Not long after we moved here several weeks went by without my seeing her. When I saw her again she was extremely pale. She knew that I was a nurse and she told me she had just completed another round of chemo. She had multiple myleoma.
She was a talented artist and teacher and established an AP art program during her thirty years of teaching art. She belonged to an artist co-op and showed and sold her work.
This is a card she painted for my husband when he was the injured player.
Inside she wrote that she hoped he would be on his feet the way he wanted to be; hence the big shoes on the whimsical duck. The water color is painted on scrap and glued in place.
She was one of the most upbeat people I have known. Deeply religious and not afraid to die she didn't want to go any sooner than she had to. So she endured treatment after treatment; complication after complication. She would keep me posted on the latest experimental protocol her oncologist had found. She always found something to laugh about no matter how bad the treatment or the complication. When she died she was working on a book of cartoons about her experiences as a cancer patient. She found humor even in dealing with cancer.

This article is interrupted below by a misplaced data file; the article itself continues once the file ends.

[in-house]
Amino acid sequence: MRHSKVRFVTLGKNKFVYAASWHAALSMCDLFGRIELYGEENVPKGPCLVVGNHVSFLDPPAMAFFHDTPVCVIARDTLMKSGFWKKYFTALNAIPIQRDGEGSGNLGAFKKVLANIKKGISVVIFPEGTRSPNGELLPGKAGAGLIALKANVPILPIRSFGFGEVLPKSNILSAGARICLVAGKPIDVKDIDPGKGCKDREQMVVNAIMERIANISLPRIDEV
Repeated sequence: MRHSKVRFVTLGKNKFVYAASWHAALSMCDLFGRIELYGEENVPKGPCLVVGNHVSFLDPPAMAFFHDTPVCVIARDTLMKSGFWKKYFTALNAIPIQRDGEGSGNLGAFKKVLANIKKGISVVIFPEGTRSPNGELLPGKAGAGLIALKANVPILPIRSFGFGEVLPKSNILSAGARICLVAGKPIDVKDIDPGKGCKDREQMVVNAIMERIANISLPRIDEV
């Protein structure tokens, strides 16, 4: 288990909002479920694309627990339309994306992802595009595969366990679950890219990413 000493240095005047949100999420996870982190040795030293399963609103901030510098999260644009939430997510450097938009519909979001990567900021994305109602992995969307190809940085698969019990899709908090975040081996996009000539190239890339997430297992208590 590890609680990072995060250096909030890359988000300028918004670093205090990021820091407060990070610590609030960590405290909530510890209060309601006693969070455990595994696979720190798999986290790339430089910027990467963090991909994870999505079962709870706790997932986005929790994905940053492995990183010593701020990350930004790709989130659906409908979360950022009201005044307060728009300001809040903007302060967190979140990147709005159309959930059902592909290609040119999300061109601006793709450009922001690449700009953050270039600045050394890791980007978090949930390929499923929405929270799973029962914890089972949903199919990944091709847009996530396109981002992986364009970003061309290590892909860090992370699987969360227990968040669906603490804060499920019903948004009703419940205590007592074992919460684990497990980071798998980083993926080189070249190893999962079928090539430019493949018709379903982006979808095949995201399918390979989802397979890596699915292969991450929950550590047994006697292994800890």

She appreciated and thoroughly enjoyed every respite she received from the wicked disease. When she was too weak to walk two blocks, she walked one. When she was too weak to do the shopping she went to the grocery store with her husband and sat at the coffee kiosk while he did the shopping. She fell in love with her iPad because it allowed her to do things so much more easily when she wasn't feeling well. Like me, she read a lot and often gave me recommendations for new books to read.
During her good periods she volunteered at a local charity that provides food, clothing and other services to people in need. She was active in her church work. Whenever someone in our neighborhood was not feeling well, she would appear at the door with her delicious date bread, a smile and a prayer.
Recently she developed kidney failure, not uncommon for people with multiple myeloma. Having exhausted all other treatment options she decided that twelve years living with this disease was long enough. She decided not to undergo dialysis and she died peacefully surrounded by her family.
This was her smile. Genuine and always there.
Godspeed, dear Julie. I will miss you.